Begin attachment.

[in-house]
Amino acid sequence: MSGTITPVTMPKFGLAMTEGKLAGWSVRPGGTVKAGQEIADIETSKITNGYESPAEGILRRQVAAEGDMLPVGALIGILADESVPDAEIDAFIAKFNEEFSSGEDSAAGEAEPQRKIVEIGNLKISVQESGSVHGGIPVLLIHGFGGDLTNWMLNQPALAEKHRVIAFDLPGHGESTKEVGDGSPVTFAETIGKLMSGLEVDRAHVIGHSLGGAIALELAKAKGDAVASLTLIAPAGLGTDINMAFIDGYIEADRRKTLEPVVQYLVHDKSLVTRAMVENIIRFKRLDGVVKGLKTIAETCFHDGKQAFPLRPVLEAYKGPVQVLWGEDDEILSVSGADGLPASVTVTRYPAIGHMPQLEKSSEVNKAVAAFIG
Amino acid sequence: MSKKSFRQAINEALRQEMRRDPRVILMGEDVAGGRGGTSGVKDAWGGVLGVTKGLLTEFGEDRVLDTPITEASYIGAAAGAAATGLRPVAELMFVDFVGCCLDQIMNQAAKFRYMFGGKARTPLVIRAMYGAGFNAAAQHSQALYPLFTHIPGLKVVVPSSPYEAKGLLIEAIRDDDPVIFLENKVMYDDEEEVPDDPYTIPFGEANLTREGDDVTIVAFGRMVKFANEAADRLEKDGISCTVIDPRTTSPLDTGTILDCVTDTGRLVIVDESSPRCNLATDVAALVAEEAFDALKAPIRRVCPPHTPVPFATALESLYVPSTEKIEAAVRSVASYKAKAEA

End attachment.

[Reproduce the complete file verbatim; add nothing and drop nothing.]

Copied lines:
[in-house]
Amino acid sequence: MSGTITPVTMPKFGLAMTEGKLAGWSVRPGGTVKAGQEIADIETSKITNGYESPAEGILRRQVAAEGDMLPVGALIGILADESVPDAEIDAFIAKFNEEFSSGEDSAAGEAEPQRKIVEIGNLKISVQESGSVHGGIPVLLIHGFGGDLTNWMLNQPALAEKHRVIAFDLPGHGESTKEVGDGSPVTFAETIGKLMSGLEVDRAHVIGHSLGGAIALELAKAKGDAVASLTLIAPAGLGTDINMAFIDGYIEADRRKTLEPVVQYLVHDKSLVTRAMVENIIRFKRLDGVVKGLKTIAETCFHDGKQAFPLRPVLEAYKGPVQVLWGEDDEILSVSGADGLPASVTVTRYPAIGHMPQLEKSSEVNKAVAAFIG
Amino acid sequence: MSKKSFRQAINEALRQEMRRDPRVILMGEDVAGGRGGTSGVKDAWGGVLGVTKGLLTEFGEDRVLDTPITEASYIGAAAGAAATGLRPVAELMFVDFVGCCLDQIMNQAAKFRYMFGGKARTPLVIRAMYGAGFNAAAQHSQALYPLFTHIPGLKVVVPSSPYEAKGLLIEAIRDDDPVIFLENKVMYDDEEEVPDDPYTIPFGEANLTREGDDVTIVAFGRMVKFANEAADRLEKDGISCTVIDPRTTSPLDTGTILDCVTDTGRLVIVDESSPRCNLATDVAALVAEEAFDALKAPIRRVCPPHTPVPFATALESLYVPSTEKIEAAVRSVASYKAKAEA